"Gardening is about enjoying the smell of things growing in the soil, getting dirty without feeling guilty, and generally taking the time to soak up a little peace and serenity. " ~Lindley Karstens

Tuesday, February 21, 2012

No More Grass Within the Fence!

While this blog almost turns into a monthly update, my garden did not cease its progress at all.

My long time readers might know that my garden contains no more than a perimeter of stripes around the house and backyard.  After we moved in two and half years ago, I slowly converted those stripes into the flower beds one at a time.

The last stripe of grass left is a narrow one along the lake, about 30 feet long and 5 feet wide.  Here is how this area looked like back in 2010 (the complete length of the stripe is not shown in the picture).  Except some containers I put there, nothing else.


Since this area is between the lake and the house, I don't want to grow anything big and wild to block the view.  Also this is a full sun area, I know I need some plants that are drought tolerant and sun loving.  Since it is close to the pool, I want this flower bed not making mess, and low maintenance, and of course, need to look pretty!

Lots of ideas were bouncing around in my head when I took the night garden walks under the moonlight in the backyard, and eventually I pictured a flower bed more like a rock garden, but not as many rocks as the typical rock gardens. 

Last December, two small Christmas palm trees were planted to match an existing one at the other end (now shown below).  I think Christmas palms are relatively fast grower in my area, and hope they can provide a little shade to the plants around them, and the human being walking by.  Yet, when they grow taller, they would not block the lake view.  The right bottom corner of the below picture also shows an existing bed that I opened about two years ago.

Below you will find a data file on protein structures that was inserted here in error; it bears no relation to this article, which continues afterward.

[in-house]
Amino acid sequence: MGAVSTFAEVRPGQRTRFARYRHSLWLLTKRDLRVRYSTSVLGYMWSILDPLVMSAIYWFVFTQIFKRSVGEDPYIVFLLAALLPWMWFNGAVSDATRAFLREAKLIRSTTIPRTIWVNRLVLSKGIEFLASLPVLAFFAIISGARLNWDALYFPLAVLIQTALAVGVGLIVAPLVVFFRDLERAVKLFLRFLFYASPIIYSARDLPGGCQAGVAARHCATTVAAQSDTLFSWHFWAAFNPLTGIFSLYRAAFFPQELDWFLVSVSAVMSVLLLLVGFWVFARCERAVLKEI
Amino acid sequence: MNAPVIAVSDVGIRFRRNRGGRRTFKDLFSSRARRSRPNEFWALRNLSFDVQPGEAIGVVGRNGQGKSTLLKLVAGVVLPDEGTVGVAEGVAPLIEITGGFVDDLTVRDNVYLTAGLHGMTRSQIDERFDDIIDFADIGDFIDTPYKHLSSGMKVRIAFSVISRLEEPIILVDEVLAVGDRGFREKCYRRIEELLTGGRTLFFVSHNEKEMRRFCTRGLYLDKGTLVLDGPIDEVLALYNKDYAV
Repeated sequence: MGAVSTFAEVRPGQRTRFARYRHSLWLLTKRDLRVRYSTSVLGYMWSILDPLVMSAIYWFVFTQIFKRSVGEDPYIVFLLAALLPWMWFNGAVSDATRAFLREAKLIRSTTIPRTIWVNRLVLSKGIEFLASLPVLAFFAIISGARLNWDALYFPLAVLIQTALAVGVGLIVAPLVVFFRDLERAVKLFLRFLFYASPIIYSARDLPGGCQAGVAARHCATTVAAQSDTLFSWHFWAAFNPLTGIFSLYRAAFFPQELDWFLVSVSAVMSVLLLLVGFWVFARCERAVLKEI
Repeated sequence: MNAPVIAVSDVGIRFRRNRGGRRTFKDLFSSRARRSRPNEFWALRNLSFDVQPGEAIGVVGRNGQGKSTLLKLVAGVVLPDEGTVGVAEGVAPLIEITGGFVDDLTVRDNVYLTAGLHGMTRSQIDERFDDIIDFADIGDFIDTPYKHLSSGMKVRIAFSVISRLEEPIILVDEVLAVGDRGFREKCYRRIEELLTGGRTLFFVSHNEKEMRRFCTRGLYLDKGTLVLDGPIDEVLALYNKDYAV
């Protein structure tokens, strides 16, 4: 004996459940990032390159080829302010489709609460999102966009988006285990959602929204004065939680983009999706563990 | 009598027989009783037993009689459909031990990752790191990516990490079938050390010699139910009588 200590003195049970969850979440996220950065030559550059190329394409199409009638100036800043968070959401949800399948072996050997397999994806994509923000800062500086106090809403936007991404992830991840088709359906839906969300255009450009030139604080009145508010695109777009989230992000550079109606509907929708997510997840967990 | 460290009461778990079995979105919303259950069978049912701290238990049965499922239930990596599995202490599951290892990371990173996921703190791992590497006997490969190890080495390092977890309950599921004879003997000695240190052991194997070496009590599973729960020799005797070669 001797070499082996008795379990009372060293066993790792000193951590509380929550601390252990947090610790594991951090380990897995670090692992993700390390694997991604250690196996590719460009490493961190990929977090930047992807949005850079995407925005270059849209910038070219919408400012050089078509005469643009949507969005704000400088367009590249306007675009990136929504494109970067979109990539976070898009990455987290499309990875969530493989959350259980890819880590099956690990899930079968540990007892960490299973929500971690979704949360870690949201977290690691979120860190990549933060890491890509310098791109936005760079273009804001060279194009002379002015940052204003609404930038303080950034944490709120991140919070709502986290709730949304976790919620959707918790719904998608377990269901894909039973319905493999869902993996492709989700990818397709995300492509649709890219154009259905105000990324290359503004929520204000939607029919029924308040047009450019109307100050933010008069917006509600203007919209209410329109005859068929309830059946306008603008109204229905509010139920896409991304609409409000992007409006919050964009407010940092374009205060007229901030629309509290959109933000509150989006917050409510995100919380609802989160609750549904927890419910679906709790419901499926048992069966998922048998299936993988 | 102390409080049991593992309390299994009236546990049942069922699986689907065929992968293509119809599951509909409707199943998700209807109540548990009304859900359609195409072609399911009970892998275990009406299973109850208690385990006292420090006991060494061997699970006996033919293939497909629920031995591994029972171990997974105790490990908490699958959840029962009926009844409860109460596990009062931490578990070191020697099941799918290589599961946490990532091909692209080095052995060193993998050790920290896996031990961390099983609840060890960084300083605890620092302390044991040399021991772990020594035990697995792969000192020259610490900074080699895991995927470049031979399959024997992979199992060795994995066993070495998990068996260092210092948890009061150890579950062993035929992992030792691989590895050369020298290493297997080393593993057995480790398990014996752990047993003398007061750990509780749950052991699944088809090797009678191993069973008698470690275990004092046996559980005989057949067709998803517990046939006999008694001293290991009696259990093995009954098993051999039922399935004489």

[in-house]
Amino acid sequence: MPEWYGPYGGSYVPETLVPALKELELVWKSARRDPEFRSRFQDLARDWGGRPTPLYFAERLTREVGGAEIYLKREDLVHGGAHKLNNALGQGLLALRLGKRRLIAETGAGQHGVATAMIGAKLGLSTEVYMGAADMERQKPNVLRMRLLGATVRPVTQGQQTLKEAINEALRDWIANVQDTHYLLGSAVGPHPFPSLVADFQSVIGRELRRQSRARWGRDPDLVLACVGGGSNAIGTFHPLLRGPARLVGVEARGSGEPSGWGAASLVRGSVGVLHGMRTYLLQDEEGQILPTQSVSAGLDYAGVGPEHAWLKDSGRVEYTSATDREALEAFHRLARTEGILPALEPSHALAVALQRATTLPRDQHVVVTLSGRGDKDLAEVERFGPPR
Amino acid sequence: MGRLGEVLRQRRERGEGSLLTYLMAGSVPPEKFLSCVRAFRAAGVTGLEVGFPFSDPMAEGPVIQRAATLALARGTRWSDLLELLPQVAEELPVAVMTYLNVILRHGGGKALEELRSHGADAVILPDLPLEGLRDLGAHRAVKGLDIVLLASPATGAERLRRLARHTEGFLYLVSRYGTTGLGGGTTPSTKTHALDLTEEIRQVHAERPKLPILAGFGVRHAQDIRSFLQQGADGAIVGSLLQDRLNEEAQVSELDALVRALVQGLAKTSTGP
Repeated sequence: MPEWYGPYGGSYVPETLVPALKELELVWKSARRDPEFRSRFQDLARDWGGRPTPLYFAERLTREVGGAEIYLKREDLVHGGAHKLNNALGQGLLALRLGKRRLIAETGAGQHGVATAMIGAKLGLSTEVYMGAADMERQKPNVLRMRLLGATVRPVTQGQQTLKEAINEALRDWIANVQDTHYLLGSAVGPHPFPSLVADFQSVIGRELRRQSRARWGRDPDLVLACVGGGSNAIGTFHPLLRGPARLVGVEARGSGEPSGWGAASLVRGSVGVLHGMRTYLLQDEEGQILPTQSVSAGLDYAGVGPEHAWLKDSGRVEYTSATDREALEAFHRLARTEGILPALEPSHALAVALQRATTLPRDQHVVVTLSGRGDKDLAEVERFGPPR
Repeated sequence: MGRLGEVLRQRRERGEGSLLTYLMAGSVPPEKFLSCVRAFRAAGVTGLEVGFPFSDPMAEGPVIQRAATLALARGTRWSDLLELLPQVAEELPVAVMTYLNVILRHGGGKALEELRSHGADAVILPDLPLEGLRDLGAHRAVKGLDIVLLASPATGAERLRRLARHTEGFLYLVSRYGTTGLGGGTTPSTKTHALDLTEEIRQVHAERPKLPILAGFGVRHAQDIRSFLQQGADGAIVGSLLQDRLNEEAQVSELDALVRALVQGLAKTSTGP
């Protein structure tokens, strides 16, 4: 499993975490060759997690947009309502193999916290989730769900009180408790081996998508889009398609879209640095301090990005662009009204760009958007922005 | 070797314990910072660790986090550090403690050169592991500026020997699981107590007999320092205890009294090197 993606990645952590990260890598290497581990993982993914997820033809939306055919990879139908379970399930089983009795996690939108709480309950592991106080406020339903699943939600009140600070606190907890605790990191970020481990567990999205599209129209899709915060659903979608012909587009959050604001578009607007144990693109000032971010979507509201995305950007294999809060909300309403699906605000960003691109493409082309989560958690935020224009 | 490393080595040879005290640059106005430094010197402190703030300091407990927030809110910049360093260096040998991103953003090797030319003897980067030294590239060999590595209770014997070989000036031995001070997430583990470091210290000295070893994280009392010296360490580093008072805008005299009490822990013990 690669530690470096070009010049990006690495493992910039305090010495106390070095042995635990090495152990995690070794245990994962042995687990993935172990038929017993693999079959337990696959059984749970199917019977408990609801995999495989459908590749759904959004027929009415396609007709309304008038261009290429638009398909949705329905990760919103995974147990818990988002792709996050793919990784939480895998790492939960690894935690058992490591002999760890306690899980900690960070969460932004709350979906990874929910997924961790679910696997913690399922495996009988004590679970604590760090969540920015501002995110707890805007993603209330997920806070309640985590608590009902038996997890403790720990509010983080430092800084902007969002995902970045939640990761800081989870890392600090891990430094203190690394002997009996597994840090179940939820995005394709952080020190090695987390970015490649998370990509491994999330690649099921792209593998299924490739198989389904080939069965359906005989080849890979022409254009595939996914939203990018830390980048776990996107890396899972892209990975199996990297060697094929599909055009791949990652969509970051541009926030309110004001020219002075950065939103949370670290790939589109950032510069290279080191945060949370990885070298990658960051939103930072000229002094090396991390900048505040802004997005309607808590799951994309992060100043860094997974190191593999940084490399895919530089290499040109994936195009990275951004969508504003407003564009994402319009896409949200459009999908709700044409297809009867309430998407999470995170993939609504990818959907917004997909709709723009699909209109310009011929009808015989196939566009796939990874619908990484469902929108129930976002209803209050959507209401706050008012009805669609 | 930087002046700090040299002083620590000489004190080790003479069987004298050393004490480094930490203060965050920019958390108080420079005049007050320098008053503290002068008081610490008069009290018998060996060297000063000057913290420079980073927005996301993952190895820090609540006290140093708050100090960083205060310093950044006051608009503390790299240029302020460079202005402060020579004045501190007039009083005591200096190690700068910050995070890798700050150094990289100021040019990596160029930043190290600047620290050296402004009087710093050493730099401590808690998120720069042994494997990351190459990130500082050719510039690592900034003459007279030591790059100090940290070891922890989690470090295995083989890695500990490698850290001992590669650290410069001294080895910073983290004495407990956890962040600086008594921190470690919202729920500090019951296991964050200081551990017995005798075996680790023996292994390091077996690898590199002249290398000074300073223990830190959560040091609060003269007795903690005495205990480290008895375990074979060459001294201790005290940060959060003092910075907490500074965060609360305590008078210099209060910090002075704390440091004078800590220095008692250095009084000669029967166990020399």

I forgot to take pictures to record every step of this project, but it has lasted on and off for over a month.  Between kids activities at the weekends, we have been using those pocket of the time to do little by little.  And often, I have been doing lots of digging and planting at night!

Since the real boulders in big size are really expensive in South Florida (easily goes to $300 - $500 each), we bought three artificial ones from local nursery.  They are more less natural looking, the second best I can get compared to the real rocks.

The below was after removing all the grasses, and three artificial rocks were positioned, and some plants were placed at the back half of the stripe.  The big bromeliad in the center is one of the pups of Aechmea blanchetiana 'Orangeade'from my own garden. When it is exposed to the full sun, it shows more intense orange color.



As matter of the fact, most of plants I used here came from my own garden, I only  bought some bush daisies (Euryops) and one full sun bromeliad (left to Aechmea blanchetiana).

After all the plants were placed, I used the black plastic garden edging to  divide the stripe into front and back two sections length wise. To create a more natural look, the edging was put in a wavy lines. Since the plan was to put the river stones in the front half of the bed to match the other part of the backyard, I put the pine bark mulches first to the back half of the bed, so the mulch won't make mess on the river stones.

Finally, last night I finished the whole project! 

Here is the whole view of this finished flower bed. I took this picture early this morning. I think it connected the existing bed at the right quite well.




At the far left end, I created a pathway to echo the other end, and open the view to the widest area of the water. I also bought a solar pagoda with candle.  I love its adding a little bit Asian touch into my garden, and it makes this view more peaceful. It also creates a pretty combo with flax lily and bush daisy.  Although I might have to move bush daisy behind the flax lily when it grows taller.   Bush daisy has been performing really well in my other full sun flower bed without much care, besides that, the cheerful yellow can add more color and life into this flower bed.  Three bush daisies are spread in this bed.